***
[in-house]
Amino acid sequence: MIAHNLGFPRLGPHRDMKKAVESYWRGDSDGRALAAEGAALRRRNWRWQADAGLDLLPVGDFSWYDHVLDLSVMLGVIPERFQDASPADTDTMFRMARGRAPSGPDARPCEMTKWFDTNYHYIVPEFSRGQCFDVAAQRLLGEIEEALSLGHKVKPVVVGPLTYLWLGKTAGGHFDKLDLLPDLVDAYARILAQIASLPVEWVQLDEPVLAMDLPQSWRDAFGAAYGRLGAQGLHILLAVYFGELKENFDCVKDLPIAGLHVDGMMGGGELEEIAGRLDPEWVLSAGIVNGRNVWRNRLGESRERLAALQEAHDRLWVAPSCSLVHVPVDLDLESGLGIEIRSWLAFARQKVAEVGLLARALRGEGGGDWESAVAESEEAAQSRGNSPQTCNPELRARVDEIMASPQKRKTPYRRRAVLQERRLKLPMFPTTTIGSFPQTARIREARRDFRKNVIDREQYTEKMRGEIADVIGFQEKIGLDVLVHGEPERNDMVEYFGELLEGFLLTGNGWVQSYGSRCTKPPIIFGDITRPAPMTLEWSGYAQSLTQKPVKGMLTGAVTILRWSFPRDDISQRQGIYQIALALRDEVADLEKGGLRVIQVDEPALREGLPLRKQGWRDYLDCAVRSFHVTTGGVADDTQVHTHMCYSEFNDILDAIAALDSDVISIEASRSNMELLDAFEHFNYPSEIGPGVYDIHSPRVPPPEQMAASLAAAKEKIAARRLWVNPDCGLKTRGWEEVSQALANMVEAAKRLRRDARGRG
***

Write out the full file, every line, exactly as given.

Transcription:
[in-house]
Amino acid sequence: MIAHNLGFPRLGPHRDMKKAVESYWRGDSDGRALAAEGAALRRRNWRWQADAGLDLLPVGDFSWYDHVLDLSVMLGVIPERFQDASPADTDTMFRMARGRAPSGPDARPCEMTKWFDTNYHYIVPEFSRGQCFDVAAQRLLGEIEEALSLGHKVKPVVVGPLTYLWLGKTAGGHFDKLDLLPDLVDAYARILAQIASLPVEWVQLDEPVLAMDLPQSWRDAFGAAYGRLGAQGLHILLAVYFGELKENFDCVKDLPIAGLHVDGMMGGGELEEIAGRLDPEWVLSAGIVNGRNVWRNRLGESRERLAALQEAHDRLWVAPSCSLVHVPVDLDLESGLGIEIRSWLAFARQKVAEVGLLARALRGEGGGDWESAVAESEEAAQSRGNSPQTCNPELRARVDEIMASPQKRKTPYRRRAVLQERRLKLPMFPTTTIGSFPQTARIREARRDFRKNVIDREQYTEKMRGEIADVIGFQEKIGLDVLVHGEPERNDMVEYFGELLEGFLLTGNGWVQSYGSRCTKPPIIFGDITRPAPMTLEWSGYAQSLTQKPVKGMLTGAVTILRWSFPRDDISQRQGIYQIALALRDEVADLEKGGLRVIQVDEPALREGLPLRKQGWRDYLDCAVRSFHVTTGGVADDTQVHTHMCYSEFNDILDAIAALDSDVISIEASRSNMELLDAFEHFNYPSEIGPGVYDIHSPRVPPPEQMAASLAAAKEKIAARRLWVNPDCGLKTRGWEEVSQALANMVEAAKRLRRDARGRG